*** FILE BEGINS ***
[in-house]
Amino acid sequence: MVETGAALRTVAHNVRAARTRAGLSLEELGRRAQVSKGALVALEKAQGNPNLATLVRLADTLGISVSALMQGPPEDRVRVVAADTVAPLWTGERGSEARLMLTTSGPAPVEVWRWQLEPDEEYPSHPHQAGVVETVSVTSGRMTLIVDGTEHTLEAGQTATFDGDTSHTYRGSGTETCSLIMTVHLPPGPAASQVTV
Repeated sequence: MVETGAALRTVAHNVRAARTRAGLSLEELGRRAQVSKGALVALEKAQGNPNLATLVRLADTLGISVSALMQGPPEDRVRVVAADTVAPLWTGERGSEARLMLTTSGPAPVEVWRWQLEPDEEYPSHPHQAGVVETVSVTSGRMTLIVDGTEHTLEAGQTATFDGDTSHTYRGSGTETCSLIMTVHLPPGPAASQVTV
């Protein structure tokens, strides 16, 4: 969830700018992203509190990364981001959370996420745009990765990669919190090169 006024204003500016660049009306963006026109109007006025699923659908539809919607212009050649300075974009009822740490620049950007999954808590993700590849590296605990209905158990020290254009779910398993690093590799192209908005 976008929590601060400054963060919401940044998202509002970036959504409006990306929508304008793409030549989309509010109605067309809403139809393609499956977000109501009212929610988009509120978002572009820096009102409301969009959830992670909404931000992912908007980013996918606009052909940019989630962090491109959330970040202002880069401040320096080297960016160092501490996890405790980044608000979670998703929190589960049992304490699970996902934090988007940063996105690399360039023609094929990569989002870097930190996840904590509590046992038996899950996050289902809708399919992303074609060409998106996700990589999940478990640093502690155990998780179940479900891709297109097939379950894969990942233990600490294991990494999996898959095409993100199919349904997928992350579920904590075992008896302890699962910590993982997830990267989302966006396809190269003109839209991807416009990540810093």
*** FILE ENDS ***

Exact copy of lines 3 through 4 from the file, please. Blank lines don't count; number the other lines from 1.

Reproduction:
Repeated sequence: MVETGAALRTVAHNVRAARTRAGLSLEELGRRAQVSKGALVALEKAQGNPNLATLVRLADTLGISVSALMQGPPEDRVRVVAADTVAPLWTGERGSEARLMLTTSGPAPVEVWRWQLEPDEEYPSHPHQAGVVETVSVTSGRMTLIVDGTEHTLEAGQTATFDGDTSHTYRGSGTETCSLIMTVHLPPGPAASQVTV
């Protein structure tokens, strides 16, 4: 969830700018992203509190990364981001959370996420745009990765990669919190090169 006024204003500016660049009306963006026109109007006025699923659908539809919607212009050649300075974009009822740490620049950007999954808590993700590849590296605990209905158990020290254009779910398993690093590799192209908005 976008929590601060400054963060919401940044998202509002970036959504409006990306929508304008793409030549989309509010109605067309809403139809393609499956977000109501009212929610988009509120978002572009820096009102409301969009959830992670909404931000992912908007980013996918606009052909940019989630962090491109959330970040202002880069401040320096080297960016160092501490996890405790980044608000979670998703929190589960049992304490699970996902934090988007940063996105690399360039023609094929990569989002870097930190996840904590509590046992038996899950996050289902809708399919992303074609060409998106996700990589999940478990640093502690155990998780179940479900891709297109097939379950894969990942233990600490294991990494999996898959095409993100199919349904997928992350579920904590075992008896302890699962910590993982997830990267989302966006396809190269003109839209991807416009990540810093």